Next week it is likely that I'm going to mention science quite a bit in my reviews so I thought it would be best to talk about this now.
We're not living in the pulp days where someone could write a story about some aspect of physics or chemistry. Most science fiction these days has more to do with technology than science. As a result few science fiction authors include a lot of science in their books. That is not necessarily a bad thing.
So I don't spend a lot of time dwelling on the science in these books. I could nitpick them apart; while that's good for starting nerd fights I'm not really interested in that. What bothers me is that when it is so egregiously wrong that it breaks suspension of disbelief. I know that different people have different levels of "egregiously" but to me that means that someone with only a basic knowledge of the science involved can immediately tell that something is wrong.
One problem is when the author gives actual numbers since they assume that readers won't do the math. If the author hasn't done the math then this can quickly become a situation where the reader is going to pick up a problem. A planet with a twenty-five year long orbit and fifty-five hour long day with a five hour night in the temperate zone on the solstice is obviously not going to be habitable to humans no matter how much handwaving the author does (and in the case I'm thinking of the author did a whole lot of handwaving much later in the book that made things worse to in an attempt to justify that). You don't need to do the math to know this, just enough about the solar system to know that a twenty-five year long orbit is going to be pretty far our and enough experience with life on Earth in general to recognize that having days that much longer would be very hot.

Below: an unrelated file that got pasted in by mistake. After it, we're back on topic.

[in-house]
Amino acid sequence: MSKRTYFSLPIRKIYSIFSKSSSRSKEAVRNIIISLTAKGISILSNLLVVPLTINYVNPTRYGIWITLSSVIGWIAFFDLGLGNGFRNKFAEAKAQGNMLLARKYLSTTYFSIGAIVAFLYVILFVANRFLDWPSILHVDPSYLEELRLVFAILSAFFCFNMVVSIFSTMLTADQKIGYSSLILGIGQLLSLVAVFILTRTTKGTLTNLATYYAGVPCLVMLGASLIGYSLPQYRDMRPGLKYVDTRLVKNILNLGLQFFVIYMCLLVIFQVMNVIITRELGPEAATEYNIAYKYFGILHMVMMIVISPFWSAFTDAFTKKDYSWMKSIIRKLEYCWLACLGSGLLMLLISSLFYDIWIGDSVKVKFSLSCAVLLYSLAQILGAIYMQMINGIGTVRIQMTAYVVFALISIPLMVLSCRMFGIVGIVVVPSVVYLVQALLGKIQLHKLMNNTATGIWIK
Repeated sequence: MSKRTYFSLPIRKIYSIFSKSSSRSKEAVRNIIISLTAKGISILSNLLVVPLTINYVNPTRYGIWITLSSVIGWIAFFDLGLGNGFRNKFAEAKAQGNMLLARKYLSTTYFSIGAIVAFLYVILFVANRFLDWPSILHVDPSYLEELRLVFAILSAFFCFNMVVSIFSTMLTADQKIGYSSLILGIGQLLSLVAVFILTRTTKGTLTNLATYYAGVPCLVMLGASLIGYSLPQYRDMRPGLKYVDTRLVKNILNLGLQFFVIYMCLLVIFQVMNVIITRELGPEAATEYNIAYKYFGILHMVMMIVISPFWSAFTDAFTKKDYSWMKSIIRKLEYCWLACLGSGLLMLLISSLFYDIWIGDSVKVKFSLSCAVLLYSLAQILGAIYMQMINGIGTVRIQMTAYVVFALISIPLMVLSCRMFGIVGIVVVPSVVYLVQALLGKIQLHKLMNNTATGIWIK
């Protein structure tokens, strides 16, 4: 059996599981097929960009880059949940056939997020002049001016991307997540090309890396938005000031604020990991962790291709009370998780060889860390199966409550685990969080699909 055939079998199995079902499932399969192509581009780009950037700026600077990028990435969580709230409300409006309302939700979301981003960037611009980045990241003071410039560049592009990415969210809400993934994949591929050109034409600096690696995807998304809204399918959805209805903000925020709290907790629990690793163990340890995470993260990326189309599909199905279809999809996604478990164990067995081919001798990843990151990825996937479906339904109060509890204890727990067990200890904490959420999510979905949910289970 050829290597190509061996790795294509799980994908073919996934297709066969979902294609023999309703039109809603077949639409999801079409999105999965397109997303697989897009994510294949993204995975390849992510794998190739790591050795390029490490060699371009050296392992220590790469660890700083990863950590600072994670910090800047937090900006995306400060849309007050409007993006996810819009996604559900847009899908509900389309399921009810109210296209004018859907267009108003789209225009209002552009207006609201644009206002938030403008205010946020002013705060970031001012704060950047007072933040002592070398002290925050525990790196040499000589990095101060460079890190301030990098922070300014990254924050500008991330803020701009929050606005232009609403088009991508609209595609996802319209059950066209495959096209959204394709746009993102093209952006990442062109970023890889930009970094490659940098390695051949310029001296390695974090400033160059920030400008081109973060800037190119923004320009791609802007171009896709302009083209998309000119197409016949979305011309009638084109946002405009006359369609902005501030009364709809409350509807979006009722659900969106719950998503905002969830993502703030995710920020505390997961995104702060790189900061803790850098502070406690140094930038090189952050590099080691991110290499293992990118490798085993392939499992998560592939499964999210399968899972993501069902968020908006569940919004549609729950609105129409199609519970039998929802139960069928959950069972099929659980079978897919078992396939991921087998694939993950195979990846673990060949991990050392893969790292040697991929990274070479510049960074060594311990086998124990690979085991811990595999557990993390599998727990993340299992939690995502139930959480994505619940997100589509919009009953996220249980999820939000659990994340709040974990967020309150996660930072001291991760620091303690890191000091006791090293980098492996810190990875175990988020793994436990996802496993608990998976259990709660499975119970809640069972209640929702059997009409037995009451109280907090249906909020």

Another is to anthropomorphize external forces. Evolution is a popular choice for this but I've seen it applied to other things. It's natural for human beings to do this but when it becomes a key plot element that DNA has desires and an understanding of what constitutes an "improvement" from a human point of view then that suspension of disbelief snaps.
That falls a bit under the "_______ is magic!" meme. As long as science fiction has existed writers have dropped fantastic elements into stories and explained it as the cutting edge science of the time. Never mind that anyone with the knowledge gained from reading a popular magazine article about that subject would know that it doesn't make sense, the writer puts it in because they equate it with magic. Radiation was a popular choice for magic for a while, computers had their turn, and these days it tends to be quantum physics, nanotechnology, and genetic engineering.
So as you might guess I'm about to get into some books with scientific errors. Errors so bad that it snapped my suspension of disbelief and there was nothing good in the book to even attempt to reattach it. It's not impossible to deal with scientific errors but if the author can't put anything in the book worth reading it makes those problems stand out more.